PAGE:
Book Launch | The Art of Revolt: Snowden, Assange, Manning
NYU’s Institute for Public Knowledge and the Department of Social and Cultural Analysis invite you to join for a talk with French philosopher and sociologist Geoffroy de Lagasnerie on his new book, The Art of Revolt: Snowden, Assange, Manning (Stanford University Press, September 2017). The author will be in conversation with Nikhil Singh and Andrew Ross.
Edward Snowden, Julian Assange, and Chelsea Manning are key figures in the struggles playing out in our democracies over internet use, state secrets, and mass surveillance in the age of terror. When not decried as traitors, they are seen as whistle-blowers whose crucial revelations are meant to denounce a problem or correct an injustice. Yet, for Geoffroy de Lagasnerie, they are much more than that. Snowden, Assange, and Manning are exemplars who have reinvented an art of revolt. Consciously or not, they have inaugurated a new form of political action and a new identity for the political subject.
Anonymity as practiced by WikiLeaks and the flight and requests for asylum of Snowden and Assange break with traditional forms of democratic protest. Yet we can hardly dismiss them as acts of cowardice. Rather, as Lagasnerie suggests, such solitary choices challenge us to question classic modes of collective action, calling old conceptions of the state and citizenship into question and inviting us to reformulate the language of critical philosophy. In the process, he pays homage to the actions and lives of these three figures.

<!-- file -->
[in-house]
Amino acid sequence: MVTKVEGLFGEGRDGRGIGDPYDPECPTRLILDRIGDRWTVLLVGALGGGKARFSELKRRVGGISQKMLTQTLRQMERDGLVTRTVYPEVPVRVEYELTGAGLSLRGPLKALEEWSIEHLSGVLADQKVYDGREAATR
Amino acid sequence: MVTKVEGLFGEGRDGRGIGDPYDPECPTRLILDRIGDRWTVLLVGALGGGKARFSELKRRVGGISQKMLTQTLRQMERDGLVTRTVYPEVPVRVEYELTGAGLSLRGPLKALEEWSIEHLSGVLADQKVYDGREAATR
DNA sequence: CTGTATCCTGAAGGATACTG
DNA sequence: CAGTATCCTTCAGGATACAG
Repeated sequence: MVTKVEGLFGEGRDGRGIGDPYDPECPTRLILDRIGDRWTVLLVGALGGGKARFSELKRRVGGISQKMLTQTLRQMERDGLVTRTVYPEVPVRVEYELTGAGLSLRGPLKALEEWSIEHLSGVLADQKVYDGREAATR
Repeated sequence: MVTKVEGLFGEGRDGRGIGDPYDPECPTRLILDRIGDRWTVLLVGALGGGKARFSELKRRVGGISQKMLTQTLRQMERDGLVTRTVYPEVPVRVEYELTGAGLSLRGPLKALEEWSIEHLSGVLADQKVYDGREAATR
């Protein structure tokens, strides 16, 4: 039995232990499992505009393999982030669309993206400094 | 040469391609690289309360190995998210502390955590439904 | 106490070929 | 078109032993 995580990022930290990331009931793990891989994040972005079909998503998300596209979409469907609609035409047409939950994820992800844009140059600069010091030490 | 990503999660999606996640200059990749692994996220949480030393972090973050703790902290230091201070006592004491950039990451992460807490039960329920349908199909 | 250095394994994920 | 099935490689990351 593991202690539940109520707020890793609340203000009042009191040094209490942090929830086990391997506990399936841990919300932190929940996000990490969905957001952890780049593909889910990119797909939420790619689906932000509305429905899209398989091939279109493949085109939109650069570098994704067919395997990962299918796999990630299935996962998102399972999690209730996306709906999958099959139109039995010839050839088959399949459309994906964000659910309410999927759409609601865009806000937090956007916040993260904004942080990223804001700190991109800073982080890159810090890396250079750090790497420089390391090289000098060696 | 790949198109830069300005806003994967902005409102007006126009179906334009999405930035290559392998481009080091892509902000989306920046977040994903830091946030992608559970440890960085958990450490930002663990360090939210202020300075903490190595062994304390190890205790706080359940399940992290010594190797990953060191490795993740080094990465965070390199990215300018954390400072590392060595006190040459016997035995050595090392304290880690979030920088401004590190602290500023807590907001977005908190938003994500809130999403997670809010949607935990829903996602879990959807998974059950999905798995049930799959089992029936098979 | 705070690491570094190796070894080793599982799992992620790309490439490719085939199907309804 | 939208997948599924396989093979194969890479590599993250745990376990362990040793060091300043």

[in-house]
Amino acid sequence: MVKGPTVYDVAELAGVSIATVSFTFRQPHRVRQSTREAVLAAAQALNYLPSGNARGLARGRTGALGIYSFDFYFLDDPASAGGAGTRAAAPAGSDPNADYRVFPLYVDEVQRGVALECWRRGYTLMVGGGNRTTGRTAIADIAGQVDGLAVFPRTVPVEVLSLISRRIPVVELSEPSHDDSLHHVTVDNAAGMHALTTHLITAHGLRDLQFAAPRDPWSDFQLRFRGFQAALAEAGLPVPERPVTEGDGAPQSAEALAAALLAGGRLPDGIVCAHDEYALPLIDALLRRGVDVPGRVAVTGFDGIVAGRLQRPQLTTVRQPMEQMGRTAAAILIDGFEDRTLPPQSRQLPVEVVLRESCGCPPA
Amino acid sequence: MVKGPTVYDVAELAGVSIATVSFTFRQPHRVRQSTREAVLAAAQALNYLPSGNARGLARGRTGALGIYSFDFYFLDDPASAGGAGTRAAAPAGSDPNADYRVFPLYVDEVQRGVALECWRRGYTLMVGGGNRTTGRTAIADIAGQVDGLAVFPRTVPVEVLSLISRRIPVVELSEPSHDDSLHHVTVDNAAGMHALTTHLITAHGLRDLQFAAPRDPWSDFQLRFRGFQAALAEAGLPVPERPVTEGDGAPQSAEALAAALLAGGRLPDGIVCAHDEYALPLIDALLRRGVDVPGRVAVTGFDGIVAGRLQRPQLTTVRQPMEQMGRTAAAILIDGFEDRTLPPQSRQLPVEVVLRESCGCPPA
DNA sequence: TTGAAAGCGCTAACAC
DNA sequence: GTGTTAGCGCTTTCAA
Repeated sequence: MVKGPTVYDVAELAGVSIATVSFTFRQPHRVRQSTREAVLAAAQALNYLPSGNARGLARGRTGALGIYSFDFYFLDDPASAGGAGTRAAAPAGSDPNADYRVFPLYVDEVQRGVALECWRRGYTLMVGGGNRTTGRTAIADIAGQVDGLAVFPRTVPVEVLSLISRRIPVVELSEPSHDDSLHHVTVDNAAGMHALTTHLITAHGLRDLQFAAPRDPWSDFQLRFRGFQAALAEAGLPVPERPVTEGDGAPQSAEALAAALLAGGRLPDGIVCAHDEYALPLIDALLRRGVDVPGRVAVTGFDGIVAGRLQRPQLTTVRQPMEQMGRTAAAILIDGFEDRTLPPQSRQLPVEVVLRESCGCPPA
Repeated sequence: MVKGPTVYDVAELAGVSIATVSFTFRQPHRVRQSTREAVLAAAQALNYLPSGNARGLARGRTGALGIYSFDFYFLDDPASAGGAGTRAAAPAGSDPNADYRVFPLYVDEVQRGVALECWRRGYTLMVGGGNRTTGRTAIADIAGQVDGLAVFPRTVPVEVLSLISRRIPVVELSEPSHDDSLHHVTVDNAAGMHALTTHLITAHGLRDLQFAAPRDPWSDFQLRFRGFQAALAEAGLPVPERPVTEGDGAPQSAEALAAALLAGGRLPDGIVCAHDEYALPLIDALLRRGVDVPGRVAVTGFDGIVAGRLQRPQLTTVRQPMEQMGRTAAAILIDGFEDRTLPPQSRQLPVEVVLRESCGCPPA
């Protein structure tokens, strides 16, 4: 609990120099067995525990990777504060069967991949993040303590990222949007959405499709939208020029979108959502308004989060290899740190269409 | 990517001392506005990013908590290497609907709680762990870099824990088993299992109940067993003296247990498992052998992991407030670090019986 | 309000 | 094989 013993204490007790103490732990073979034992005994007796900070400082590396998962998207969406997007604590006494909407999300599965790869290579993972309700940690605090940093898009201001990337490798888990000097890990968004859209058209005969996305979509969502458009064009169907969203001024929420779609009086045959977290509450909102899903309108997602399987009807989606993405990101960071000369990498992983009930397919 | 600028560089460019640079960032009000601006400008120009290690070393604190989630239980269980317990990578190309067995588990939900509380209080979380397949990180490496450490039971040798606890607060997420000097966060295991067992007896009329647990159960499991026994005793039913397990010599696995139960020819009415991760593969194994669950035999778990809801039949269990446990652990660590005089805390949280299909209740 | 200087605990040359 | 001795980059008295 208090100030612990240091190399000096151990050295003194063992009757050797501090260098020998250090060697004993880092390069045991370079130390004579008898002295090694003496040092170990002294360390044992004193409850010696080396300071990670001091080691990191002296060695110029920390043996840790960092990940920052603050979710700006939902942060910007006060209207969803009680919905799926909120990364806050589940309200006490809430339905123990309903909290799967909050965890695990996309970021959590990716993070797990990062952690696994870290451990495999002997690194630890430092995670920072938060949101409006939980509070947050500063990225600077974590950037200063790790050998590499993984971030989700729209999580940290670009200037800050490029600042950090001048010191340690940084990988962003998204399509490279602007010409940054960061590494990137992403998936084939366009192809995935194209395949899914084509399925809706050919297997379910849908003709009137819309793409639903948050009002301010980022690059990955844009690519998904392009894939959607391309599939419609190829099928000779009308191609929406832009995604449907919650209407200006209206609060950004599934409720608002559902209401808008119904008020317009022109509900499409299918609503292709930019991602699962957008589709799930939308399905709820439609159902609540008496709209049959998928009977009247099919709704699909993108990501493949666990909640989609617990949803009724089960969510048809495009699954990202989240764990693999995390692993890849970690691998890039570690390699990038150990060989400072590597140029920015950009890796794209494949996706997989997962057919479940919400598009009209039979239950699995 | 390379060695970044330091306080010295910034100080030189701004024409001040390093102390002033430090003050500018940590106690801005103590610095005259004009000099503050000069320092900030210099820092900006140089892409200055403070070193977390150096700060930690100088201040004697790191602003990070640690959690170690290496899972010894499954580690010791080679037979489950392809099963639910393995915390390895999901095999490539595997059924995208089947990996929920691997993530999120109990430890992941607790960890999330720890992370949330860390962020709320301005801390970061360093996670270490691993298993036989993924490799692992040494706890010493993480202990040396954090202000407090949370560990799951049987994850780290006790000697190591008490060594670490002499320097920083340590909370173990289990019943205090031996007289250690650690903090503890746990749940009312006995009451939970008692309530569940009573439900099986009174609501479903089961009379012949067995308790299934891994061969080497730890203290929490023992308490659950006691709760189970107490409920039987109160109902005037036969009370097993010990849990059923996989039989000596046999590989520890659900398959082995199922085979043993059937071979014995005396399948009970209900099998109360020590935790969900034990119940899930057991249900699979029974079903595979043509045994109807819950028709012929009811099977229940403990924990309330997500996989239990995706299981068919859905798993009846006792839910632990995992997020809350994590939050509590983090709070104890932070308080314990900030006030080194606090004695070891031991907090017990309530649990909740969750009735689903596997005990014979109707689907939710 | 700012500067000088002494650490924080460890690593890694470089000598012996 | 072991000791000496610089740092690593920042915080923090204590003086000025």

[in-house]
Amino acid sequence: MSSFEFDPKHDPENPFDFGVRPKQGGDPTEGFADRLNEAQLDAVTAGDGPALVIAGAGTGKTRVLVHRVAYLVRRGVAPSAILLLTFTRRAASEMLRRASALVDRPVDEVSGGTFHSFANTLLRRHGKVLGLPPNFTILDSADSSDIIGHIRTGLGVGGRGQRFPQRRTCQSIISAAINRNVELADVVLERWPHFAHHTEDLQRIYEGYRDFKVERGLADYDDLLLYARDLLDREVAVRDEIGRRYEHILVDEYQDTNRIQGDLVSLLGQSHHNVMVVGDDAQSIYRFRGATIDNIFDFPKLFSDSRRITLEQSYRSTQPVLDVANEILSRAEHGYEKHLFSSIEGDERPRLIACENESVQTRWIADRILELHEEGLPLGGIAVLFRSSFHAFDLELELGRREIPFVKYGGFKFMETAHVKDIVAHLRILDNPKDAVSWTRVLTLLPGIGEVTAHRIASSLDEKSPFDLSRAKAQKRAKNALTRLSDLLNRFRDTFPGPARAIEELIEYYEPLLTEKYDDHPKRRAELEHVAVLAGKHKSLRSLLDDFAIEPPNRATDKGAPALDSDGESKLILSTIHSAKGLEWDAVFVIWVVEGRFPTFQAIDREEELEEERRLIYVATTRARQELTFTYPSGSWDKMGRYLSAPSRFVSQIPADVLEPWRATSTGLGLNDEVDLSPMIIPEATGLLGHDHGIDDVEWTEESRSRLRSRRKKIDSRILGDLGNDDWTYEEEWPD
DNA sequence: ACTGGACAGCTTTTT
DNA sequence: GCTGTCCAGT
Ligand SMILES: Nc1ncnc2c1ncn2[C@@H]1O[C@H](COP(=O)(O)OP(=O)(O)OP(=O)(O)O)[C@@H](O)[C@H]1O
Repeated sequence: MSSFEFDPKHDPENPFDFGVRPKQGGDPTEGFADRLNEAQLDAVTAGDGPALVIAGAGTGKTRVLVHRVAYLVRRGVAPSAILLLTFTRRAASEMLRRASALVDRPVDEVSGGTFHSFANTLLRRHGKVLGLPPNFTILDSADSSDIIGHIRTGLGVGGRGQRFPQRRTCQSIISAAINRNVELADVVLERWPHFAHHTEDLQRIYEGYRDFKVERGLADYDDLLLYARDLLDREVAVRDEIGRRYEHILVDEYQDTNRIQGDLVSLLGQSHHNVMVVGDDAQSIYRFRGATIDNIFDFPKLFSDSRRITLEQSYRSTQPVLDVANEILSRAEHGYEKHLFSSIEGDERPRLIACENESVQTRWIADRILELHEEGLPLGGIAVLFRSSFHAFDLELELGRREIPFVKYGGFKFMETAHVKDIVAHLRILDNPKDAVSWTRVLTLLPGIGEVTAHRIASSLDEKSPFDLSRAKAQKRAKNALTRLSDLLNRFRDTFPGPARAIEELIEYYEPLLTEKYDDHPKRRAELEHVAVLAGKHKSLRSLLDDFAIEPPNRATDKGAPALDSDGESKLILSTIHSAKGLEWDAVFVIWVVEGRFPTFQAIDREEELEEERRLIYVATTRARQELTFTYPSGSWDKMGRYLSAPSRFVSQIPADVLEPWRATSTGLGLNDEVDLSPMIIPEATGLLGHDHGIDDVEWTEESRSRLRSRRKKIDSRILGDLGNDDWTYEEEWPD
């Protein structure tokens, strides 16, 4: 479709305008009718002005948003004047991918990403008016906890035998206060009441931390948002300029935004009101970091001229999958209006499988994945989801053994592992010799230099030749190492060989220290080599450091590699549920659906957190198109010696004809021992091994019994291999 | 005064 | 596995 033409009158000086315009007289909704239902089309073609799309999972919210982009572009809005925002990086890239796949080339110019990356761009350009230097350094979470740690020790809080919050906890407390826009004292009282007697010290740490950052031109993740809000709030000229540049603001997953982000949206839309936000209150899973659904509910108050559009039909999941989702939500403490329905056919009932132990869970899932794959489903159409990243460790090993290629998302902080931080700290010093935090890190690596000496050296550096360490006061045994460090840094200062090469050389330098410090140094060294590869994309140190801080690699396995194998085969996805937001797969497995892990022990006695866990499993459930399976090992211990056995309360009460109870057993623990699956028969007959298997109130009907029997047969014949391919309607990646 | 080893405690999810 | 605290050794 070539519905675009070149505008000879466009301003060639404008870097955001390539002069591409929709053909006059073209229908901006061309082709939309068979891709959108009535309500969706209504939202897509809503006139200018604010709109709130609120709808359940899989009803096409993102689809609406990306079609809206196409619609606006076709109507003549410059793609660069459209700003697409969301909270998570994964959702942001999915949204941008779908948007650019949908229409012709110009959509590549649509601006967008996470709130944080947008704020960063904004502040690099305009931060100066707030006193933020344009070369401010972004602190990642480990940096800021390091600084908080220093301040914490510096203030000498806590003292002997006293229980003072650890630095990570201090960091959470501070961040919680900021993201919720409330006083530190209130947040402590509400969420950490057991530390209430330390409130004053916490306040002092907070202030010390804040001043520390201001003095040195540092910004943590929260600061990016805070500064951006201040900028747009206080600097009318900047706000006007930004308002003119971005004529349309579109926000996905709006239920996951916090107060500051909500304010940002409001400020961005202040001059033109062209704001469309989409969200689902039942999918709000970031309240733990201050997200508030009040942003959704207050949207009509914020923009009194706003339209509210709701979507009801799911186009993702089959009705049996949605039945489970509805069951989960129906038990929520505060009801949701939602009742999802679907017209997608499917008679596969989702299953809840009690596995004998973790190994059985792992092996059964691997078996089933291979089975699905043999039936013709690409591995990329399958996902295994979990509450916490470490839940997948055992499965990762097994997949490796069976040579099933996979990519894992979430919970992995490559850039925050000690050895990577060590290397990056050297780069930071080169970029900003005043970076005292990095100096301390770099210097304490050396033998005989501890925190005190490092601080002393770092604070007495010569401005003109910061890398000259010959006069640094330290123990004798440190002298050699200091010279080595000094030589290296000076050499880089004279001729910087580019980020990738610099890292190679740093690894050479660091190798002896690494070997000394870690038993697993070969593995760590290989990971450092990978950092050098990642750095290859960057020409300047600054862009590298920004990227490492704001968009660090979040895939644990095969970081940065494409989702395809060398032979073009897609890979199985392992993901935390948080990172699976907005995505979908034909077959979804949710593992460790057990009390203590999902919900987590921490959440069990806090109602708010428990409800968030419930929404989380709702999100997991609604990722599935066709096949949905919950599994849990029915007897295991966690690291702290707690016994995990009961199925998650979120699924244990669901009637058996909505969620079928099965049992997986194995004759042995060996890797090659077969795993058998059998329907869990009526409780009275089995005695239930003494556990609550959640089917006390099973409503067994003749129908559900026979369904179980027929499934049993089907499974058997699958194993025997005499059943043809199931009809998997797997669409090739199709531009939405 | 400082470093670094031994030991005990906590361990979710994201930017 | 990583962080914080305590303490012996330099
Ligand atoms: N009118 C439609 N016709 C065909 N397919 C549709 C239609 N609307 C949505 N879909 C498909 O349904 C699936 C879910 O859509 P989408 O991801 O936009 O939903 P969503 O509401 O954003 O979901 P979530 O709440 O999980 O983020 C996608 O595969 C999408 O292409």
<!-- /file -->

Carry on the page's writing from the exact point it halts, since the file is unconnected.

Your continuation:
Geoffroy de Lagasnerie, Professor at the École Nationale Supérieure d’Arts de Paris-Cergy, is a French philosopher and sociologist who has been called one of the most influential thinkers in contemporary French culture.
Andrew Ross is Professor of Social and Cultural Analysis at NYU. A contributor to The Guardian, The New York Times, The Nation, and Al Jazeera, he is the author of many books, including Bird On Fire: Lessons from the World’s Least Sustainable City, and The Celebration Chronicles: Life, Liberty and the Pursuit of Property Value in Disney’s New Town. He is a founding member of the Gulf Labor Coalition, an international group of artists, curators, and writers focused on improving labor conditions at the Guggenheim’s Abu Dhabi museum.
Nikhil Singh is Associate Professor of Social and Cultural Analysis at NYU. His areas of research include race, empire and culture in 20th-century U.S and, more specifically, black radicalism and US liberalism. He is also the director of NYU’s Prison Education Program.